Students are provided an introduction to the scope of human needs, use of the nursing process as a systematic approach to meeting those needs, and the role of the professional nurse in assisting individuals toward optimal health. Clinical settings are used in the application of fundamental concepts, principles of nursing, and communication skills that are employed in providing basic client care. (Semester totals: Class: 3 hours weekly and Clinical/Lab 9 hours weekly) 6 credit hours.
Prerequisite: Admission to SHSU nursing program .

NURS 3660. LVN-to-BSN Role Transition. 6 Hours.

This course meets the needs of a licensed vocational nurse (LVN) desiring to earn a bachelor's degree in nursing (BSN) and become a registered nurse (RN). Students explore the role of the professional nurse as a provider of holistic, culturally sensitive, client-centered care. Students apply critical thinking and the nursing process to clients experiencing non-complex common health problems. Other concepts include client advocacy, interdisciplinary collaboration, and professional nursing. (Class 4 hours weekly, Clinical/Lab 6 hours weekly.) Corequisite: NURS 3410, NURS 3320, and NURS 3321.
Prerequisite: Admission to the LVN to BSN Program.

NURS 4030. Community Nursing. 6 Hours.

Students focus on the synthesis of public health concepts within a preventive framework to promote and maintain the health of communities and includes an examination of the historical development, philosophy, health care systems, epidemiology, and nursing care of specific populations and groups in the community. Primary, secondary, and tertiary levels of prevention are emphasized as they relate to the natural history of disease in individuals, families, and groups. A community health assessment is completed using census data, morbidity and mortality rates, epidemiologic and statistical methods, and community-based research. Progressively more independent behaviors are expected of students in community health practice. (Class: 3 hours weekly Clinical/Lab: 9 hours weekly.) Variable Credit (1-6). For non-RN students - NURS 3360 with a C or better.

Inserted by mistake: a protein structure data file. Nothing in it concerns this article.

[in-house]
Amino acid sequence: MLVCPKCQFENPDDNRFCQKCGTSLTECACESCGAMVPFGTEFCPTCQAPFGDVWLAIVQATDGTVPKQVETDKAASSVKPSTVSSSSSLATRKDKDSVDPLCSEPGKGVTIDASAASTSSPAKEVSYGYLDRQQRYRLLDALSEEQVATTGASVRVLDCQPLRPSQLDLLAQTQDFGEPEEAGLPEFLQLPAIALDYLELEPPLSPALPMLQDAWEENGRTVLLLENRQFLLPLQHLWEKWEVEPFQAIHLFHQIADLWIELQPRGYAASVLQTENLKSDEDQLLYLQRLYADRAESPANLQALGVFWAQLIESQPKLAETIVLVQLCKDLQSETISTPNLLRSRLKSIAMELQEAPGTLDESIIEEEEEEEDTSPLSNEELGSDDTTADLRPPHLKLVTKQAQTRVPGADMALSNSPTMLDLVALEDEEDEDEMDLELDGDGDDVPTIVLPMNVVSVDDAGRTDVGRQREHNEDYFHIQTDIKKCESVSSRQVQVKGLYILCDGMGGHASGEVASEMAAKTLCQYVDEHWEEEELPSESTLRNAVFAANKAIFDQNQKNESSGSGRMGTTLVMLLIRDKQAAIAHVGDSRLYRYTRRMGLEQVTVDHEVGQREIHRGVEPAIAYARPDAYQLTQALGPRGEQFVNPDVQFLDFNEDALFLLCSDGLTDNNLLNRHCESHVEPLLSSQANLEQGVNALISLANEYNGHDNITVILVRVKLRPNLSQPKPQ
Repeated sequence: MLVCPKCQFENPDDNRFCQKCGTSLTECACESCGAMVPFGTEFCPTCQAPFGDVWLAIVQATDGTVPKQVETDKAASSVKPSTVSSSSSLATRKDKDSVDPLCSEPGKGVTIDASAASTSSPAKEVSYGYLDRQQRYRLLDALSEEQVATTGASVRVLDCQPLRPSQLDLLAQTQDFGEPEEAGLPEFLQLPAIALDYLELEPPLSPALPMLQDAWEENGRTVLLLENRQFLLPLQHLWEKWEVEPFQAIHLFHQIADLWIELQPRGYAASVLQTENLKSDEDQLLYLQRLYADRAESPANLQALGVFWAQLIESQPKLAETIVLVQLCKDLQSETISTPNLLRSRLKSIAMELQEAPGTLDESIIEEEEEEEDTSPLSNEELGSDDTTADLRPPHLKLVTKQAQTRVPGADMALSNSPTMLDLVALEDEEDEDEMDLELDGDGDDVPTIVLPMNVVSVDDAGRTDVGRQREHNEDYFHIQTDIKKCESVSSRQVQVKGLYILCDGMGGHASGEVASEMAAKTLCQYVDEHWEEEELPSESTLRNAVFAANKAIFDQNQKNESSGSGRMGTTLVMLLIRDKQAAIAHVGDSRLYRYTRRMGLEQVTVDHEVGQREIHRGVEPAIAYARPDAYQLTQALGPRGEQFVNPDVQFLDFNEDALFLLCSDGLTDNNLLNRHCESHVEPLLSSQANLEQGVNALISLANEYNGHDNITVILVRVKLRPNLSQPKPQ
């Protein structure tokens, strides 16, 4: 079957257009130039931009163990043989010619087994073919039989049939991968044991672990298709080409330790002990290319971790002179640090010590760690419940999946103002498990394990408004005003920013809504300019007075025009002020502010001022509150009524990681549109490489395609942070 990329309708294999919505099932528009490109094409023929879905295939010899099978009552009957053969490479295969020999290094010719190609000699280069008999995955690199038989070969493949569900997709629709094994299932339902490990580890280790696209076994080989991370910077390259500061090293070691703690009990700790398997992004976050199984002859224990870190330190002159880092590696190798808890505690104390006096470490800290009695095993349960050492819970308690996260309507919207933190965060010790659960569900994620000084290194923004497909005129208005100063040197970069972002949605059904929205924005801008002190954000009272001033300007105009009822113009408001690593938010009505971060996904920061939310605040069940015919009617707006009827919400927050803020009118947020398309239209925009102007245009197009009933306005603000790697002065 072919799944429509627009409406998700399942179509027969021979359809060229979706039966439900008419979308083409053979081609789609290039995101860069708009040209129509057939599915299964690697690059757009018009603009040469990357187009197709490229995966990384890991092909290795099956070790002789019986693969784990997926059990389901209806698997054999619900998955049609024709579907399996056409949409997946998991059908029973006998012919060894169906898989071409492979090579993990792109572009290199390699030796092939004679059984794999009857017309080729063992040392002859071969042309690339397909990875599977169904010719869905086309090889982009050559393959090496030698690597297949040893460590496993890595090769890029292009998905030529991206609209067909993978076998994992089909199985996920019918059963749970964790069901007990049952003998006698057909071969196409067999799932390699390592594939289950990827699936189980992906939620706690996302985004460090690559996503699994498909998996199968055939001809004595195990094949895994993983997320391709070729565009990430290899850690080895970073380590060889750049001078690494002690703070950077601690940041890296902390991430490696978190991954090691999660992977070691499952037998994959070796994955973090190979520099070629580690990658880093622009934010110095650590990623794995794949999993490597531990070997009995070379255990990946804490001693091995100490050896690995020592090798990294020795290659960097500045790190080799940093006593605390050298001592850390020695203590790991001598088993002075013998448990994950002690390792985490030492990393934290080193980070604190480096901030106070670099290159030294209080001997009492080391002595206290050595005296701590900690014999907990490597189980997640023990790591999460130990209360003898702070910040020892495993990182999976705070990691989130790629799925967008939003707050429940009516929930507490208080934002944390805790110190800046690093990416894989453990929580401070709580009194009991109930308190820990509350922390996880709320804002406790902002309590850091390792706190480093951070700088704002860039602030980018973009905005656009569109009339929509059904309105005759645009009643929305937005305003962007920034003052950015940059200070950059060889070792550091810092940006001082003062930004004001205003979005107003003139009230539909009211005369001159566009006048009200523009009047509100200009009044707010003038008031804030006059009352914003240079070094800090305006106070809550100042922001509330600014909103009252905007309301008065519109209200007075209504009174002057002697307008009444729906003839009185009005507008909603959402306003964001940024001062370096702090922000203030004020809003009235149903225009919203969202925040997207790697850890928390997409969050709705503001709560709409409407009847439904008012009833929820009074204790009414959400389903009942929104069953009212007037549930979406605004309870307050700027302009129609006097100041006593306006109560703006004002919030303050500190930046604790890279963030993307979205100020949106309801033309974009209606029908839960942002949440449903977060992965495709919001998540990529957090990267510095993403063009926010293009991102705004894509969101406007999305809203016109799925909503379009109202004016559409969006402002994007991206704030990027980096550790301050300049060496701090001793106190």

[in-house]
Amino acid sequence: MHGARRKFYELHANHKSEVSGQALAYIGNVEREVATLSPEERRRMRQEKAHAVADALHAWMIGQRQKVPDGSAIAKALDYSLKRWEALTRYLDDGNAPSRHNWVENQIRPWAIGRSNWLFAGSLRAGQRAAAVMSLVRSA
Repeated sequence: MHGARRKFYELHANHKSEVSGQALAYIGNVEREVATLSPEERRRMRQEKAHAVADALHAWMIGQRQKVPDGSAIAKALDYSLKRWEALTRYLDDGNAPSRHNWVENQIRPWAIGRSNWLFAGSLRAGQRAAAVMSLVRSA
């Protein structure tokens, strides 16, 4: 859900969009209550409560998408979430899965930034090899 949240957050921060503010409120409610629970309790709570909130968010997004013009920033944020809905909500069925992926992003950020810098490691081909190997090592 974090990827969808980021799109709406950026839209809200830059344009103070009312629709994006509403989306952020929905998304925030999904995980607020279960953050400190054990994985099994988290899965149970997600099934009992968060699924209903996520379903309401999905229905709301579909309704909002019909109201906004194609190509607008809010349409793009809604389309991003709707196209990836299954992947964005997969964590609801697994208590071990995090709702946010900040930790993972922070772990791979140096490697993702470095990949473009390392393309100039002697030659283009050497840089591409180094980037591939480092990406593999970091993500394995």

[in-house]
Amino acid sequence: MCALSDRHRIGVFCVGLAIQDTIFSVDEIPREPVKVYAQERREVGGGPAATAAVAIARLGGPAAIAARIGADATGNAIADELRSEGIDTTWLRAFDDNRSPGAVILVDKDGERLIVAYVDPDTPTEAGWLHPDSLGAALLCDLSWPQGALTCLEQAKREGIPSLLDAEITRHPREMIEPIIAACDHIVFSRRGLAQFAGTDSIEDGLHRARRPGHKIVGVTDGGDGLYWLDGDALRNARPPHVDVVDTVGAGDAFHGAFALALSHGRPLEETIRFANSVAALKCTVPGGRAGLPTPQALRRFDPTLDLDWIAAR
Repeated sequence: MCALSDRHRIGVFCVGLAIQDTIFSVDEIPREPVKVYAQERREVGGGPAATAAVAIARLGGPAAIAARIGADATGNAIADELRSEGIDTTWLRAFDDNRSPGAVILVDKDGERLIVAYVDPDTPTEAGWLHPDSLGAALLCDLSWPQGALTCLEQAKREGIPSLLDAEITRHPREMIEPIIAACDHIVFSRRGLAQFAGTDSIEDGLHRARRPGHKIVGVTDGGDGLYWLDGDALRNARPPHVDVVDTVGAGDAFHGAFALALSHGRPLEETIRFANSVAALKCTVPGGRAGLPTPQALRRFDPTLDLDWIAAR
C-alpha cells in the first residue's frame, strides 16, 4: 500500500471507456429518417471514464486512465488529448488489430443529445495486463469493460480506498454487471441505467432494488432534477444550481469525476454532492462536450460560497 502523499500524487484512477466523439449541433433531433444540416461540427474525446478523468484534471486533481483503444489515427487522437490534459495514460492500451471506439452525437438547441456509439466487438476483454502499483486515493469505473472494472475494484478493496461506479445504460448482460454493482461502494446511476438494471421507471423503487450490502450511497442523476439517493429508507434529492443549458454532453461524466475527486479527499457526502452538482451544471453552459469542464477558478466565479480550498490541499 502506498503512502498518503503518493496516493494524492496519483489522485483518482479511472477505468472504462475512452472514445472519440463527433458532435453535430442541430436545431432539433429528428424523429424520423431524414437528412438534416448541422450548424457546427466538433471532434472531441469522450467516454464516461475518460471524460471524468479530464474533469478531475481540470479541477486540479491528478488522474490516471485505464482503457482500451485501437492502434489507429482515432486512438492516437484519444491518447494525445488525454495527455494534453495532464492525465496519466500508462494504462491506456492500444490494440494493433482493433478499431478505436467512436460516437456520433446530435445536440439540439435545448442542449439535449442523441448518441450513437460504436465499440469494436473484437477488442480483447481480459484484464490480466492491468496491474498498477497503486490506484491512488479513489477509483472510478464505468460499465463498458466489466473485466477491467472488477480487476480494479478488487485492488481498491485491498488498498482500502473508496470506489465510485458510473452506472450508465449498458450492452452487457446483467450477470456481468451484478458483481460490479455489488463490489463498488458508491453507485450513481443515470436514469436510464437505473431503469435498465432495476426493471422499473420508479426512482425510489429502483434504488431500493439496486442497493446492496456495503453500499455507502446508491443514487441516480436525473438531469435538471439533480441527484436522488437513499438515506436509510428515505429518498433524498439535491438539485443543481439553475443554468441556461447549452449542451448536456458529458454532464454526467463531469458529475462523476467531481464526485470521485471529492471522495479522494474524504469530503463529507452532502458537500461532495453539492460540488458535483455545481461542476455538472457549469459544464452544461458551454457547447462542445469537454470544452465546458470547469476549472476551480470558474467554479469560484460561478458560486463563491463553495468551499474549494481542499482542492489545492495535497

Prerequisite: For RN-BSN - Admission to the RN-BSN program.

NURS 4060. Leadership and Management. 6 Hours.

Students focus on the knowledge and skills related to the delivery of health services from a nursing management knowledge-base. Students are presented theories, concepts, and models of health care delivery. Students explore creative roles for managing and leading in nursing as well as gain theoretical knowledge and skills to understand organizations, understand leadership theories, and utilize critical thinking in making nursing management decisions. (Class: 2 hours weekly Clinical/Lab: 12 hours weekly.) Variable Credit (1-6).
Prerequisite: For RN-BSN program - Admission to the RN-BSN program.

NURS 4092. Independent Study Nursing. 1-3 Hours.

Independent Study. Students engage in an individual study in specialized areas of nursing. To be directed and approved by the nursing advisor. Variable credit (1 to 3).
Prerequisite: Admission to SHSU nursing program.

NURS 4095. Special Topics in Nursing. 1-3 Hours.

Special Topics. Students engage in a group study in specialized areas of nursing. To be directed and approved by the nursing advisor. This course is designed to be a multi-topic course. Therefore, the student can take the course under various special topics being offered. Variable credit (1 to 3).
Prerequisite: Admission to SHSU nursing program.

NURS 4250. Concepts in Nursing Practice II. 2 Hours.

Students are provided the opportunity to synthesize issues, such as career development, health policy, and workplace advocacy, into their working method. Other issues including information technology, ethics, and cultural awareness (which have been previously introduced) are explored more thoroughly to assist the graduate's entry into practice. 2 Credit Hours.
Prerequisite: NURS 4030.

NURS 4372. RN-to-BSN Capstone. 3 Hours.

Students integrate the knowledge, theories, and concepts RN-to-BSN learned throughout the program. Students assimilate knowledge from nursing and related disciplines for analysis of a current health issue and the professional nurse's role in impacting change.
Prerequisite: NURS 3360 and NURS 4060.

NURS 4381. Legal & Ethical Issues in Nurs. 3 Hours.

Students explore current ethical and legal issues that affect the nursing profession as well as past and present legal issues that affect nursing. Students learn about various theories and tools that can be used to assist them in resolving ethical dilemmas.